I have. I’ve seen quite a few openings at Scripps over the last year or so and did send out a resume before I got my current tug job.

Thanks for the replies guys. Even you C.Captain…

[QUOTE=farmerfalconer;194199]Even you C.Captain…[/QUOTE]

shouldn’t that read “Especially you C.Captain”?

The only real life is the life of the travelling man
As free as the smoke are folk of the travelling band
At peace with breeze, the sea and the birds on the pond
As we wander the track that leads to the back of beyond

[QUOTE=Lee Shore;194210]As free as the smoke are folk of the travelling band[/QUOTE]

Good FUCKING Lord!..are you really serious?

[QUOTE=c.captain;194206]shouldn’t that read “Especially you C.Captain”?[/QUOTE]

I’m just going to blame spell check.

[QUOTE=c.captain;194212]Good FUCKING Lord!..are you really serious?[/QUOTE]

You are obviously not gifted with the gypsy spirit, [U]especially[/U] for a guy nicknamed Scooter.

PS - Full disclosure: I am not the author of this little ditty. It was floating in cyber space and I snagged it. Please address any future correspondence to : Col. Alonzo Mutumba , RR 1, Nigeria.

why do they call him scooter?

I tried to get on with NOAA several years ago but never got so much as an acknowledgement although their want ads ran continuously. Some kind of inside Federal HR joke, I suppose.
Maybe some political nudge from your congressman would help. Write him and tell him what a great job he’s doing.
Avoid deep sea boxships and tankers if you don’t want your kids to end up in gangs.

[QUOTE=knothead;194216]why do they call him scooter?[/QUOTE]

DAMN IT ALL…he’s back

will have to give this stuff a try…

[QUOTE=Lee Shore;194214]You are obviously not gifted with the gypsy spirit, [/QUOTE]

nor am I a golfer but once I was young and STOOPID and sought adventure at sea…however when I realized it was all just a crock of BULLSHIT I turned into the irascible nasty (but lovable) cynic you have all come to tolerate here these many years and I ain’t gonna get any nicer so you’d better learn to deal with it

[U]especially[/U] for a guy nicknamed Scooter.

I prefer Captain Scooter…SIR!

PS - Full disclosure: I am not the author of this little ditty. It was floating in cyber space and I snagged it.

a likely excuse I am sure…you posted that bilge without attribution so you must have written it but WHY?

Please address any future correspondence to : Col. Alonzo Mutumba , RR 1, Nigeria.

I am glad you contacted me Colonel for I have heard you are a man who can be trusted…my dilemma is that I have $20M in mistakenly appropriated government funds I must get out of the US as soon as possible so if you can provide me a small sum to cover the usual Customs “fees”, I am prepared to transfer all the funds to Nigeria for safekeeping until I can join you to split the amount 50/50…whattya say my good friend?

Dear Captain Scooter,
I am very pleased to do business with a good American friend. My agent will meet you under the freeway overpass behind the bus station in downtown Seattle. You will recognize him easily, he is very large and always carries a big stick. Bring your $20M in cash in a suitcase, along with a signed transfer of ownership for the Dauntless as security and he will present you with a certified check from the Federal Bank of Nigeria to cover your Customs fees. Come alone.

[QUOTE=KPChief;194185]Have you considered research ships? If you are not concerned with pay and would like days at sea. Might be a fit.[/QUOTE]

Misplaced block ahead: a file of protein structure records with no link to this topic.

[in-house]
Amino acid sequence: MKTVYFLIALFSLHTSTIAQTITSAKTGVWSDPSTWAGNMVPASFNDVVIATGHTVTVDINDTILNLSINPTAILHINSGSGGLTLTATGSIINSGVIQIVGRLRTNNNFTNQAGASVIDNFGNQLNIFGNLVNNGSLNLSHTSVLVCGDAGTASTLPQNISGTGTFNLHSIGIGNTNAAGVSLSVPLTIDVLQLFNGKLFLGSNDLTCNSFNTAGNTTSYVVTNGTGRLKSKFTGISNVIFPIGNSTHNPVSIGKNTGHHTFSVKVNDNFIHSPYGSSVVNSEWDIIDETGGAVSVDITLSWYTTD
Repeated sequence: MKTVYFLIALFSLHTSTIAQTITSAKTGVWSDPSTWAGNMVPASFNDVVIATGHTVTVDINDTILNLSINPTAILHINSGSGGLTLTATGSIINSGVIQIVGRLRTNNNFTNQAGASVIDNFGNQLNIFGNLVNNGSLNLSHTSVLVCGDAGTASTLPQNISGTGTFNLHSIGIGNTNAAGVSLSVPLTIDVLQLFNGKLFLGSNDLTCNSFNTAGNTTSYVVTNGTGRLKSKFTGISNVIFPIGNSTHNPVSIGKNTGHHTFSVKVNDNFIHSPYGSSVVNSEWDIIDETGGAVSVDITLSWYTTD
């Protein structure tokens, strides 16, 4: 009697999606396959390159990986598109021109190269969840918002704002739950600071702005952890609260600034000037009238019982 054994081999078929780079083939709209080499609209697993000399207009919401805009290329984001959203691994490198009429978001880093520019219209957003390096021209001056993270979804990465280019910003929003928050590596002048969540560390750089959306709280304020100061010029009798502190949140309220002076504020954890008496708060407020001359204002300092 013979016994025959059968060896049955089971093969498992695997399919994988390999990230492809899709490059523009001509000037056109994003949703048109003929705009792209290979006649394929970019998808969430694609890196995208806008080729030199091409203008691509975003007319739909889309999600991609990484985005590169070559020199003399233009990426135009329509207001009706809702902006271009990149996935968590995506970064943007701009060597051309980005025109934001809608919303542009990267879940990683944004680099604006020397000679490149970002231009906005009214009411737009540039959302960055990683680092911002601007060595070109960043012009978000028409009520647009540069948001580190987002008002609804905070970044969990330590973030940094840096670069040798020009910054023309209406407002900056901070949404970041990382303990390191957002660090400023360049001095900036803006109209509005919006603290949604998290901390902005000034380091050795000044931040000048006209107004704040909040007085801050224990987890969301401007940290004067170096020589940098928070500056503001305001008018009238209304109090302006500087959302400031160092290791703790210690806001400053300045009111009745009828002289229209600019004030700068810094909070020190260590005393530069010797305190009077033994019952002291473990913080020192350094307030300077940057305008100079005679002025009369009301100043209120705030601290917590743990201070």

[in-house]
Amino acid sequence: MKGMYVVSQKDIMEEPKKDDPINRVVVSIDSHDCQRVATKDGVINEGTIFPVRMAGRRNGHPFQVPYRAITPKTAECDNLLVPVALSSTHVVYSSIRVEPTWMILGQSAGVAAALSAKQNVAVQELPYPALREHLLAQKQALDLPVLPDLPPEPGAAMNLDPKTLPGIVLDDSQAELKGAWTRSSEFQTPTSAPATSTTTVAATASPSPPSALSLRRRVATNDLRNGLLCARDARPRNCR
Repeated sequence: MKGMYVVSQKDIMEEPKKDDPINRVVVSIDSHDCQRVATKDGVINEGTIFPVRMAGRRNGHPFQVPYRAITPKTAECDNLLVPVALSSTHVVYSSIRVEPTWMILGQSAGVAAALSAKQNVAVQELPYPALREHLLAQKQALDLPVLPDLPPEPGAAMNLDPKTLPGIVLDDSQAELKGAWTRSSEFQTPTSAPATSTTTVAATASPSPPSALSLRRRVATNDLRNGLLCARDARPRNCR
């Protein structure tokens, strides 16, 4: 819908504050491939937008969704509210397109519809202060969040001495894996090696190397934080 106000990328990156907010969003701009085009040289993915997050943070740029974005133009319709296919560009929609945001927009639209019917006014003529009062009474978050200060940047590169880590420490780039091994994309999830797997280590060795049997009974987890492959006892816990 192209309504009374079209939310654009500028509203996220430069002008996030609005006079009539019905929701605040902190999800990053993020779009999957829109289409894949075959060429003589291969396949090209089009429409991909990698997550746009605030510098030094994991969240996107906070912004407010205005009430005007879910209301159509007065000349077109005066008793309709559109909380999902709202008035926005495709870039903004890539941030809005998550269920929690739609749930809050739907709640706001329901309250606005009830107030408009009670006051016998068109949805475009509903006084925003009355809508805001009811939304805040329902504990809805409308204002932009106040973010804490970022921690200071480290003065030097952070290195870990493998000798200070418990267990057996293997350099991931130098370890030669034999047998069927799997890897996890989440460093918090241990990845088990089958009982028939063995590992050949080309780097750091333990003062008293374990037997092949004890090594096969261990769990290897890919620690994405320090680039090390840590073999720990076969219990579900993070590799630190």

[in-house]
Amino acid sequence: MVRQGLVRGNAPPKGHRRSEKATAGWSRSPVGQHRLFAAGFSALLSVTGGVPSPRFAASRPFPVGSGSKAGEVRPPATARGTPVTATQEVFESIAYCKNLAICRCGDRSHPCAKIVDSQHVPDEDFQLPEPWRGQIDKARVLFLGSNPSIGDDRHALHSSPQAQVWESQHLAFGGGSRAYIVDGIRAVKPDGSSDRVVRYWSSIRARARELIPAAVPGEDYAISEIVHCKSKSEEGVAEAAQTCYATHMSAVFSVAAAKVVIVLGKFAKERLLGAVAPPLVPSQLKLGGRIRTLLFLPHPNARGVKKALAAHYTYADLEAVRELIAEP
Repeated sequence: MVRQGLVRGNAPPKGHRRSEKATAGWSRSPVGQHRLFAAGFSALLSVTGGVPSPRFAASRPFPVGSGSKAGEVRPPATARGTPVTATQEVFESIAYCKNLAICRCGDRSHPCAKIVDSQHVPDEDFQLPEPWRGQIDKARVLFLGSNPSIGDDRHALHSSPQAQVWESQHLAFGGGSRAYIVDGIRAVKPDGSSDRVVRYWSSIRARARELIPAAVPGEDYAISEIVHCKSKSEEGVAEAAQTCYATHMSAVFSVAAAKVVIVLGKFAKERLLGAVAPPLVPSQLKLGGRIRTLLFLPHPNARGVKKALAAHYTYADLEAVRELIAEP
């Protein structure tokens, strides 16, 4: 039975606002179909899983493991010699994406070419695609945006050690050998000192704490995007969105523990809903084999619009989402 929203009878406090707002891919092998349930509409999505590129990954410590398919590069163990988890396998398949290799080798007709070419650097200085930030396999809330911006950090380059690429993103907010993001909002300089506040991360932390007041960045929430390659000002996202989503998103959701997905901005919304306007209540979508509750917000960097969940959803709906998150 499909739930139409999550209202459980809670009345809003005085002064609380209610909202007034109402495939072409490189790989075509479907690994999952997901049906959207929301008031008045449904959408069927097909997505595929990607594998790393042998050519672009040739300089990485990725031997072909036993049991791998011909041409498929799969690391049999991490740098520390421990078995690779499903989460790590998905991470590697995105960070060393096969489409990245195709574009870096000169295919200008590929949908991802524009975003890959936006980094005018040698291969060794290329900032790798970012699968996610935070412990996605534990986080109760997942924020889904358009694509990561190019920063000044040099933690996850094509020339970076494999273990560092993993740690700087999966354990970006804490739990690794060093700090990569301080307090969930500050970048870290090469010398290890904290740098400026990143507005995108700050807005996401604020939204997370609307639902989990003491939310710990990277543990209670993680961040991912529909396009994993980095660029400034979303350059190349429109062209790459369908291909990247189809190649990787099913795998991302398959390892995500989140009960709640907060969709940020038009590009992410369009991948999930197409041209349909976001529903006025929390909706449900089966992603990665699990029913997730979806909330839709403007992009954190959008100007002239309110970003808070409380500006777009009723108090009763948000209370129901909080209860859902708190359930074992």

Seconded. I work on them. It’s not bad.

You will have tough time getting into government at this point, since a Federal hiring freeze is in the works, so if you decide to go this route, stick with the universities.

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[QUOTE=c.captain;194219]DAMN IT ALL…he’s back

will have to give this stuff a try…

[/QUOTE]

Not strong enough for chemical resistant pests. You’ll need a small thermonuclear device.

I agree with the original post. I’ve been sailing for over 40 years. The reason I’m still out here (or trying my best to stay) is because I love being out there! What really made me decide to make a career out of it WAS the adventure. I loved the freedom of a seaman’s life- that I could dress like I liked, say what I wanted to, BE how I wanted to be- all that mattered was that I did my job. That part is pretty much over with. I regret it daily.
I loved the chance to travel the world, learn about new people and places. The money and the benefits were pretty good when I started (better than they are now when you consider ALL of it- and the effects of inflation). That part is also pretty much gone.
Personally, I stay out there now (or try to) because I just can’t find anything else I’d rather do for a job. I’ve been trying, believe me! After spending my life at sea, apparently I am only qualified for the lowest of the low shore side ‘opportunities’. After working my way up to Master Mariner. A decent job! I just can’t find it in myself to take a job as a ‘safety attendant’ for $14/hour being treated like shit and dealing with the brain dead for 12 hours a day. Plus wasting 2-3 hours on the road to get to/fro.
I would take a job as a galley hand over that! I’ve applied, but they’re not even hiring for galley hands!
I recommend fishing if you’re really looking for adventure. Excitement. All those things you mentioned in the original post. Last time I did it was mid 2010. It was still pretty wild. Can’t guarantee it still is, but you might want to check into it. Not sure how the pay is, I think it depends on where. My brother is still fishing in FL and barely surviving. I was in AK and did pretty good. I was also tuna fishing in the S Pacific and did OK there. It does get pretty dangerous, lots more than the oilfield now a days.
Good luck with finding some adventure. If you find some, let me know!